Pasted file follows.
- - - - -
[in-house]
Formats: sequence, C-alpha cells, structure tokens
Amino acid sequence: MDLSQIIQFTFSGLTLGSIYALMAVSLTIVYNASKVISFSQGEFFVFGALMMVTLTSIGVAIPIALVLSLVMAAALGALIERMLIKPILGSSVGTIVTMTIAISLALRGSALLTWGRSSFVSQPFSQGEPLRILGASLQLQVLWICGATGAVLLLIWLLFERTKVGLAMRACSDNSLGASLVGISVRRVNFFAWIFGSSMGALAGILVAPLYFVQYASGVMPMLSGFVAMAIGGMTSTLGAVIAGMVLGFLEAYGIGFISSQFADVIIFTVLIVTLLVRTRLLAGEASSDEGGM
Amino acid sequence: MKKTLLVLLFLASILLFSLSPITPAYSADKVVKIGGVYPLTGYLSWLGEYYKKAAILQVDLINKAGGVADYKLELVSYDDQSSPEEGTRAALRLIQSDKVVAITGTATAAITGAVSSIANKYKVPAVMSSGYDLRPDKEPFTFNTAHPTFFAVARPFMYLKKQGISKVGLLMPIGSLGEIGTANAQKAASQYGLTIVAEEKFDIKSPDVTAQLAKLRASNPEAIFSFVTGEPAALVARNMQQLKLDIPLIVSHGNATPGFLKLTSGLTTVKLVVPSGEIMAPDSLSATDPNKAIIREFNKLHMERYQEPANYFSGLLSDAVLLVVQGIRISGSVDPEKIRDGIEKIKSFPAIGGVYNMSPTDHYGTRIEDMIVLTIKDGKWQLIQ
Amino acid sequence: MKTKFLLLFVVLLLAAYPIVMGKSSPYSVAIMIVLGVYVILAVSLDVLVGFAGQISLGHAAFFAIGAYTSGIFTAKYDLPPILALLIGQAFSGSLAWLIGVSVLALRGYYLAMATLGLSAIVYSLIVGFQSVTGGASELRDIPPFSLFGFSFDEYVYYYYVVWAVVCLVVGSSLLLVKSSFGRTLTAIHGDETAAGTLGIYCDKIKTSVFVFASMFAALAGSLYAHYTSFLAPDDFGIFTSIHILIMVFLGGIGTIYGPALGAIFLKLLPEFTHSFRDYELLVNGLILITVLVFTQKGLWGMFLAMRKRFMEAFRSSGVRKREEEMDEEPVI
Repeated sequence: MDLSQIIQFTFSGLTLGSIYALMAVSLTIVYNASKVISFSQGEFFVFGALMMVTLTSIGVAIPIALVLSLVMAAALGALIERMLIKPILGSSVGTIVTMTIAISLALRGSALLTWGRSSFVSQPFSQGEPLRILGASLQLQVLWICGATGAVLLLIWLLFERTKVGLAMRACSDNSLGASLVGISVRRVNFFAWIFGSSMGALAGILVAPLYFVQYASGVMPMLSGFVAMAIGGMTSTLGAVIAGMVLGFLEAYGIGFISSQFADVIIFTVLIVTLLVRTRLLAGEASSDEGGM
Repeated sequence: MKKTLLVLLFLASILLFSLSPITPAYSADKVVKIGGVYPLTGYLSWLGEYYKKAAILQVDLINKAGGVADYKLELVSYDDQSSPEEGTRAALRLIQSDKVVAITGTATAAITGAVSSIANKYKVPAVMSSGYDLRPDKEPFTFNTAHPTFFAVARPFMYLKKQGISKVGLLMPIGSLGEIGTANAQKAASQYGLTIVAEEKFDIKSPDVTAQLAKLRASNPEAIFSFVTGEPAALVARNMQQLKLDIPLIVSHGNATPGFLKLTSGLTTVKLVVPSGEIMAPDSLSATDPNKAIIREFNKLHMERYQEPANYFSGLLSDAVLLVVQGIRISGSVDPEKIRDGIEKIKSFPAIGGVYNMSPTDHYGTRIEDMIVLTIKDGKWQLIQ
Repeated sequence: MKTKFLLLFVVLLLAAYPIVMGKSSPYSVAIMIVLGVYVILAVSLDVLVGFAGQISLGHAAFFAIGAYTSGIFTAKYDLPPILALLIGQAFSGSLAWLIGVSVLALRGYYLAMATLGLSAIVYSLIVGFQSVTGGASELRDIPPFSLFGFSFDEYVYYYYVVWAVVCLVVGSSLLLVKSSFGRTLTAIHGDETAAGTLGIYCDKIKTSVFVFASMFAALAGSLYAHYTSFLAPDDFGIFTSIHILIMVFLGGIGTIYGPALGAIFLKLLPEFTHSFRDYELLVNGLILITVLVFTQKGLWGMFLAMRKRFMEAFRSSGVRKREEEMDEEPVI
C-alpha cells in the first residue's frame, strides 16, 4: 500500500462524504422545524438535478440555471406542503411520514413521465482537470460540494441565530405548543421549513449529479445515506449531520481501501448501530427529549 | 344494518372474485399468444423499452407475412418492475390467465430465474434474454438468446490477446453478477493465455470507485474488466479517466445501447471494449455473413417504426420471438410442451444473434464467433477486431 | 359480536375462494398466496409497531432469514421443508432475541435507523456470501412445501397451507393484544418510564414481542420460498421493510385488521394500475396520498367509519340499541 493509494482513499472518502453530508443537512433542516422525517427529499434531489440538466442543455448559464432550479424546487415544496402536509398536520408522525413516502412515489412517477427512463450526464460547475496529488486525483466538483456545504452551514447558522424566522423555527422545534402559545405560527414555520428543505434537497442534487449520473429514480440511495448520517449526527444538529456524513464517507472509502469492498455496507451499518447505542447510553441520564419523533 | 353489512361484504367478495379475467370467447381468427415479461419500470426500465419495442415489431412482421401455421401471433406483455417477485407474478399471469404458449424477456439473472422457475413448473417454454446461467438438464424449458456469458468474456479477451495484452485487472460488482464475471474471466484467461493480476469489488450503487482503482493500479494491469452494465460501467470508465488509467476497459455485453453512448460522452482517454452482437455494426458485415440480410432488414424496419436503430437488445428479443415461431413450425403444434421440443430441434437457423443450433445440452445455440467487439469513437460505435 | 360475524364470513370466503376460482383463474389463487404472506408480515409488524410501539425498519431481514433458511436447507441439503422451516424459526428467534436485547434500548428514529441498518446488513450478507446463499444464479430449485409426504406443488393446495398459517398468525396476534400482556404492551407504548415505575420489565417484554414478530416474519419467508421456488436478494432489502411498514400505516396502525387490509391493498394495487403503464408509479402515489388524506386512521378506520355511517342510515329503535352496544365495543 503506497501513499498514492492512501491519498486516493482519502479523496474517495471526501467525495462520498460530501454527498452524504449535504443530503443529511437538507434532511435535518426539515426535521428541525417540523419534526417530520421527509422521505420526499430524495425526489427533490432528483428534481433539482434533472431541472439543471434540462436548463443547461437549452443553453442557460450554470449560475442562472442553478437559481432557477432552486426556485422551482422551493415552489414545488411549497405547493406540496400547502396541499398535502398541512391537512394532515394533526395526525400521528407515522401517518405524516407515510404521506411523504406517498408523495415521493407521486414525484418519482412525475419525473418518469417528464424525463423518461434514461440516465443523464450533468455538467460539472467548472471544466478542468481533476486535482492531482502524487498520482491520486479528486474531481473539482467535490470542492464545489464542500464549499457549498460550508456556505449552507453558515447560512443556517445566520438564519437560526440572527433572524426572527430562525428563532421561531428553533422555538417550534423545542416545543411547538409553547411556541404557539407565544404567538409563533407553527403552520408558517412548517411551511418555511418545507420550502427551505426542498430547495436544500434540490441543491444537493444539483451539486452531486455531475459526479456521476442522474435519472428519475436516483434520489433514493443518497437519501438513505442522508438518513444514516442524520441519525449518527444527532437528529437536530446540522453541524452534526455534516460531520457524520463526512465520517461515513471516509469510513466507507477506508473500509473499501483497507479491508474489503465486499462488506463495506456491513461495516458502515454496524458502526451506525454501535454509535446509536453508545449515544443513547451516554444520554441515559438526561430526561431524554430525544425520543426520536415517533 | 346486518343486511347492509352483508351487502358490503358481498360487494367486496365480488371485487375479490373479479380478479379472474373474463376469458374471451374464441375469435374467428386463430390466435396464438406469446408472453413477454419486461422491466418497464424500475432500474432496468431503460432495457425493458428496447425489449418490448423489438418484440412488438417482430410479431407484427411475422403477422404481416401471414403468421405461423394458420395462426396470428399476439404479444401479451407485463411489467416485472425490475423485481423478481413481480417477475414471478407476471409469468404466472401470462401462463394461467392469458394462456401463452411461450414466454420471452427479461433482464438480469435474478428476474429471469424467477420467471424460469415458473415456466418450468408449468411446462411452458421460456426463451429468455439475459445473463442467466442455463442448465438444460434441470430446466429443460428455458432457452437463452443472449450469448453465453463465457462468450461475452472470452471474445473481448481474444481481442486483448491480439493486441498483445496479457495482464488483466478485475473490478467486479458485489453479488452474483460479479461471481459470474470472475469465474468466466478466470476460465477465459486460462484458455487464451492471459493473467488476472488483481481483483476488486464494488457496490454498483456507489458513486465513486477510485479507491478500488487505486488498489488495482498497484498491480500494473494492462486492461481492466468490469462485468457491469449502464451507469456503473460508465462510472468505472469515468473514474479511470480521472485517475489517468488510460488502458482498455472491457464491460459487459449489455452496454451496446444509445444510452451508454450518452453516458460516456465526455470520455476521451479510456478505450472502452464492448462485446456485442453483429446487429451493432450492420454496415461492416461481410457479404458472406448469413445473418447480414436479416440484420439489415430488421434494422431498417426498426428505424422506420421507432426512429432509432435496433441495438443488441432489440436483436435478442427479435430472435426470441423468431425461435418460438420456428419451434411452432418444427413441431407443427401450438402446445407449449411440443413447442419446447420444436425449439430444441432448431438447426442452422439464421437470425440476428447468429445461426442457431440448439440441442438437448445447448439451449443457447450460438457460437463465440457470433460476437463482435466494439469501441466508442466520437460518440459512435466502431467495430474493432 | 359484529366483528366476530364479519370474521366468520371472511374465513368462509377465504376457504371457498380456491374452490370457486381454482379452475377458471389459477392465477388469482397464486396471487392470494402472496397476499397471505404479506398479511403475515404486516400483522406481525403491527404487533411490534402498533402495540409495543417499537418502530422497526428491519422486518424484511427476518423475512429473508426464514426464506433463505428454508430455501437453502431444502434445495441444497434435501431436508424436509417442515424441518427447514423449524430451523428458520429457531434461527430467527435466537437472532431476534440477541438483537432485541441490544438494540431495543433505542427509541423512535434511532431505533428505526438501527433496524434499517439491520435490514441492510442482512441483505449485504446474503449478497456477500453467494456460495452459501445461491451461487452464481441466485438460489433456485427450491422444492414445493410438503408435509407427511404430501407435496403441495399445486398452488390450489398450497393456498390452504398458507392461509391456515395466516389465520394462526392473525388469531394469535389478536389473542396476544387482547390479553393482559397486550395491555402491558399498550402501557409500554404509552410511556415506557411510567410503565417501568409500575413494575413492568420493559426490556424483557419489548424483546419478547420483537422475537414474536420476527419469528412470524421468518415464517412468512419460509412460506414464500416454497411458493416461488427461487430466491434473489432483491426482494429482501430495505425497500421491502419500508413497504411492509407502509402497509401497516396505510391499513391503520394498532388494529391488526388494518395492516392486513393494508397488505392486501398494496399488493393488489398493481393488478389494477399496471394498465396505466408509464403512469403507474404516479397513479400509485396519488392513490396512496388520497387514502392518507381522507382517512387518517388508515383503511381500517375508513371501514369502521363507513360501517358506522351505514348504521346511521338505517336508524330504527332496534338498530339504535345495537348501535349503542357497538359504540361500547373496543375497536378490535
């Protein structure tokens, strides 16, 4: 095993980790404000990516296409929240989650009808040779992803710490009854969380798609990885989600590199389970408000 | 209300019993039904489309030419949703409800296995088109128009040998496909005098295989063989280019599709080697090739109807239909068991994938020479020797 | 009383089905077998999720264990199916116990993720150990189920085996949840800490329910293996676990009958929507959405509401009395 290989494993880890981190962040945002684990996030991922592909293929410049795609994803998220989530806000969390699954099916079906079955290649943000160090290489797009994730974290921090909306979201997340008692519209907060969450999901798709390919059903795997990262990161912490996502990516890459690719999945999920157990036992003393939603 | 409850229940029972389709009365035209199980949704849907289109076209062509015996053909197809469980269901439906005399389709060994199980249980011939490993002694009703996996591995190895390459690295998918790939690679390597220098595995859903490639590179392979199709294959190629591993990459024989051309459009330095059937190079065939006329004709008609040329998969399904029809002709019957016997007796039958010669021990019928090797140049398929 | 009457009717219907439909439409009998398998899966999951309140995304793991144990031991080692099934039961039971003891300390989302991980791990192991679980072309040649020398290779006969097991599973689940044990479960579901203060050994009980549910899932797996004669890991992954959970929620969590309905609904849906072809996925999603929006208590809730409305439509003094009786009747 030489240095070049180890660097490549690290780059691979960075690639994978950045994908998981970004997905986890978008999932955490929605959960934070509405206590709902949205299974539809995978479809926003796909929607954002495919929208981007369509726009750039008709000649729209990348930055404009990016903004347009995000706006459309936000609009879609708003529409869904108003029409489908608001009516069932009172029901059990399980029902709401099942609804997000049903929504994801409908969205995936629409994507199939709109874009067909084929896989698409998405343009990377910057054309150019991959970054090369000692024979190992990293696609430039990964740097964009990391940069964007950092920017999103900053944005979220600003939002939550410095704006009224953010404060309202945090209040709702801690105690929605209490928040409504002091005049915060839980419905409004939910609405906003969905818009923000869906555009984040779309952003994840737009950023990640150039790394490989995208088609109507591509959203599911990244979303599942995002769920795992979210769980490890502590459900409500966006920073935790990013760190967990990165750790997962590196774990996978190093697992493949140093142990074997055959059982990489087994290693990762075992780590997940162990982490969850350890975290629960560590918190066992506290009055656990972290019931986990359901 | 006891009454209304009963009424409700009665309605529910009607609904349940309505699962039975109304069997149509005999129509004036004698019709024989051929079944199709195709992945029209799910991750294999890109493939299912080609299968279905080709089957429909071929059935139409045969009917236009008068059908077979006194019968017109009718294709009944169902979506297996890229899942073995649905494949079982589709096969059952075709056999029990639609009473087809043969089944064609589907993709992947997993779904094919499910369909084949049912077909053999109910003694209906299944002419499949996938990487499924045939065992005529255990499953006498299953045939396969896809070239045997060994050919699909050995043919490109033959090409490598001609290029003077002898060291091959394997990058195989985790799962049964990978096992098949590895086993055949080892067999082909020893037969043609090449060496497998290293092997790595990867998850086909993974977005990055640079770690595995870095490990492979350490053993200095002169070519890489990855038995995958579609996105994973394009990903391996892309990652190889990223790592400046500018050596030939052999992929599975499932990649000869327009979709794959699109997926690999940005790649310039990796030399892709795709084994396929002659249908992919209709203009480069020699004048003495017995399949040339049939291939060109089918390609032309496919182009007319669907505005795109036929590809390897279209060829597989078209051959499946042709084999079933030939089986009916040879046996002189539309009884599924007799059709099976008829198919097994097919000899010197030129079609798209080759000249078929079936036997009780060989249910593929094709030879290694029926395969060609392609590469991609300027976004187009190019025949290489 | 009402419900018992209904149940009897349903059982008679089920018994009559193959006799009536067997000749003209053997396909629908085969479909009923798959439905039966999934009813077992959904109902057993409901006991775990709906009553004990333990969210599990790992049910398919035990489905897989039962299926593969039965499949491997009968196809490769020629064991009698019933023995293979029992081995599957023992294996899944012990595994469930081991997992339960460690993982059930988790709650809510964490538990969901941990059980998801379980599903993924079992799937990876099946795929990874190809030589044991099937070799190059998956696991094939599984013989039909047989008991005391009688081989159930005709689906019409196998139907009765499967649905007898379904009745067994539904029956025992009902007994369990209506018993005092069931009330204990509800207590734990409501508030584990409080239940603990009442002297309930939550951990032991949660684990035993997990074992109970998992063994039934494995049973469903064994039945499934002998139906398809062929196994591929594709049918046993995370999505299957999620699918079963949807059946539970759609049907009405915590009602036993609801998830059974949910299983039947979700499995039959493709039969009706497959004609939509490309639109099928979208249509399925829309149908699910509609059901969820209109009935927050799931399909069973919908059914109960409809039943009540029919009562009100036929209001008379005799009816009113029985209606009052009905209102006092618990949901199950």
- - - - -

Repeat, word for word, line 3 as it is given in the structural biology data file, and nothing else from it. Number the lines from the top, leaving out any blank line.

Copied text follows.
Amino acid sequence: MDLSQIIQFTFSGLTLGSIYALMAVSLTIVYNASKVISFSQGEFFVFGALMMVTLTSIGVAIPIALVLSLVMAAALGALIERMLIKPILGSSVGTIVTMTIAISLALRGSALLTWGRSSFVSQPFSQGEPLRILGASLQLQVLWICGATGAVLLLIWLLFERTKVGLAMRACSDNSLGASLVGISVRRVNFFAWIFGSSMGALAGILVAPLYFVQYASGVMPMLSGFVAMAIGGMTSTLGAVIAGMVLGFLEAYGIGFISSQFADVIIFTVLIVTLLVRTRLLAGEASSDEGGM